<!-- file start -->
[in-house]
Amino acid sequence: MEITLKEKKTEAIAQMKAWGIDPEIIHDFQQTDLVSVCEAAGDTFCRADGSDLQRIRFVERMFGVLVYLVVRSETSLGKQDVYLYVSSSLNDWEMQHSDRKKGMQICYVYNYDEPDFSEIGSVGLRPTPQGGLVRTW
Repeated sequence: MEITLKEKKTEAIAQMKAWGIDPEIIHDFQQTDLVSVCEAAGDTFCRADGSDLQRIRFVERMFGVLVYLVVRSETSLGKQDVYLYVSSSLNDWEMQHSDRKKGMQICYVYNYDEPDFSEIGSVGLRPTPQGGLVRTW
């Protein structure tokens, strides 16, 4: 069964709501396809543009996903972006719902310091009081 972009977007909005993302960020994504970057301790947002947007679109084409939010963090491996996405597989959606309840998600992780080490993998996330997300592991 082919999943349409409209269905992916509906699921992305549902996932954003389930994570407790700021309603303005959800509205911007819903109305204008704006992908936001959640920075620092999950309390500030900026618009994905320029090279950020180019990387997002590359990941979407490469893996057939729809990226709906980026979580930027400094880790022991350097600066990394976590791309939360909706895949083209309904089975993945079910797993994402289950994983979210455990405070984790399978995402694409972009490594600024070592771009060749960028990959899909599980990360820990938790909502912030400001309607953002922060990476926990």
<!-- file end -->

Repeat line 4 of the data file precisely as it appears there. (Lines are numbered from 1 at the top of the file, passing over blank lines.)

């Protein structure tokens, strides 16, 4: 069964709501396809543009996903972006719902310091009081 972009977007909005993302960020994504970057301790947002947007679109084409939010963090491996996405597989959606309840998600992780080490993998996330997300592991 082919999943349409409209269905992916509906699921992305549902996932954003389930994570407790700021309603303005959800509205911007819903109305204008704006992908936001959640920075620092999950309390500030900026618009994905320029090279950020180019990387997002590359990941979407490469893996057939729809990226709906980026979580930027400094880790022991350097600066990394976590791309939360909706895949083209309904089975993945079910797993994402289950994983979210455990405070984790399978995402694409972009490594600024070592771009060749960028990959899909599980990360820990938790909502912030400001309607953002922060990476926990």